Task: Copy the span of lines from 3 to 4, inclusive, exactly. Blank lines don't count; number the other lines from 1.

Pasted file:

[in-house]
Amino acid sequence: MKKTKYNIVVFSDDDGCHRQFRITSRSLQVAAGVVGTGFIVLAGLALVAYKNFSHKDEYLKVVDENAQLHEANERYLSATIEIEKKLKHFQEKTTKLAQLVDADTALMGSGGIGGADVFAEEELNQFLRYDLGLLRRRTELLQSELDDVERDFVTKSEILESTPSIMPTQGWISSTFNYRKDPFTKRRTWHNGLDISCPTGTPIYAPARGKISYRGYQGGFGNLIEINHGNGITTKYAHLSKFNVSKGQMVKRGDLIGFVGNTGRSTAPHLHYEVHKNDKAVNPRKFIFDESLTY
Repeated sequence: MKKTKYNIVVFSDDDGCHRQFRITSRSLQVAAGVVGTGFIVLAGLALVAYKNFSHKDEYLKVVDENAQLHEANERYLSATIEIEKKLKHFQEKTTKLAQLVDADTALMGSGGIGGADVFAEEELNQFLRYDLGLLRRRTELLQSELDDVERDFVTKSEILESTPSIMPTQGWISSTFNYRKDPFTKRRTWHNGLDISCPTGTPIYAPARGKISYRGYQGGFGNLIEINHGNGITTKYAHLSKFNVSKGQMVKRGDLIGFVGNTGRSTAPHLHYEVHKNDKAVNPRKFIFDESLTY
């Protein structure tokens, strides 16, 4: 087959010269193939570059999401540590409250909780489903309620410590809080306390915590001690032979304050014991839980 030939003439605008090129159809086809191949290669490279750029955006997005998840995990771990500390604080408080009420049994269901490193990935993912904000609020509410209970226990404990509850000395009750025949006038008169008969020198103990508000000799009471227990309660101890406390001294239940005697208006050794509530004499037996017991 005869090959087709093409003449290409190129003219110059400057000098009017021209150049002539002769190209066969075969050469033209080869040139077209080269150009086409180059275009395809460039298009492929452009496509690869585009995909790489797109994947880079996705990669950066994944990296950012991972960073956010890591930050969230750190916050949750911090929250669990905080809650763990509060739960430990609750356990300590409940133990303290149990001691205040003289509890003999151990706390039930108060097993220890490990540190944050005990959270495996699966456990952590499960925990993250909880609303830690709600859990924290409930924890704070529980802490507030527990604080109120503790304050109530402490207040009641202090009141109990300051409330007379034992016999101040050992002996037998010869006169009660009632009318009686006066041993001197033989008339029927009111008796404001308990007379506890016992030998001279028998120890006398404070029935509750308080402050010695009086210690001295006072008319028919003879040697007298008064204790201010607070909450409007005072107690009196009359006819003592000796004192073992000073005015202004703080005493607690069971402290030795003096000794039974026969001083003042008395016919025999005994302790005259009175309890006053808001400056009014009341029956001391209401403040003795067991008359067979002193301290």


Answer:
Repeated sequence: MKKTKYNIVVFSDDDGCHRQFRITSRSLQVAAGVVGTGFIVLAGLALVAYKNFSHKDEYLKVVDENAQLHEANERYLSATIEIEKKLKHFQEKTTKLAQLVDADTALMGSGGIGGADVFAEEELNQFLRYDLGLLRRRTELLQSELDDVERDFVTKSEILESTPSIMPTQGWISSTFNYRKDPFTKRRTWHNGLDISCPTGTPIYAPARGKISYRGYQGGFGNLIEINHGNGITTKYAHLSKFNVSKGQMVKRGDLIGFVGNTGRSTAPHLHYEVHKNDKAVNPRKFIFDESLTY
């Protein structure tokens, strides 16, 4: 087959010269193939570059999401540590409250909780489903309620410590809080306390915590001690032979304050014991839980 030939003439605008090129159809086809191949290669490279750029955006997005998840995990771990500390604080408080009420049994269901490193990935993912904000609020509410209970226990404990509850000395009750025949006038008169008969020198103990508000000799009471227990309660101890406390001294239940005697208006050794509530004499037996017991 005869090959087709093409003449290409190129003219110059400057000098009017021209150049002539002769190209066969075969050469033209080869040139077209080269150009086409180059275009395809460039298009492929452009496509690869585009995909790489797109994947880079996705990669950066994944990296950012991972960073956010890591930050969230750190916050949750911090929250669990905080809650763990509060739960430990609750356990300590409940133990303290149990001691205040003289509890003999151990706390039930108060097993220890490990540190944050005990959270495996699966456990952590499960925990993250909880609303830690709600859990924290409930924890704070529980802490507030527990604080109120503790304050109530402490207040009641202090009141109990300051409330007379034992016999101040050992002996037998010869006169009660009632009318009686006066041993001197033989008339029927009111008796404001308990007379506890016992030998001279028998120890006398404070029935509750308080402050010695009086210690001295006072008319028919003879040697007298008064204790201010607070909450409007005072107690009196009359006819003592000796004192073992000073005015202004703080005493607690069971402290030795003096000794039974026969001083003042008395016919025999005994302790005259009175309890006053808001400056009014009341029956001391209401403040003795067991008359067979002193301290």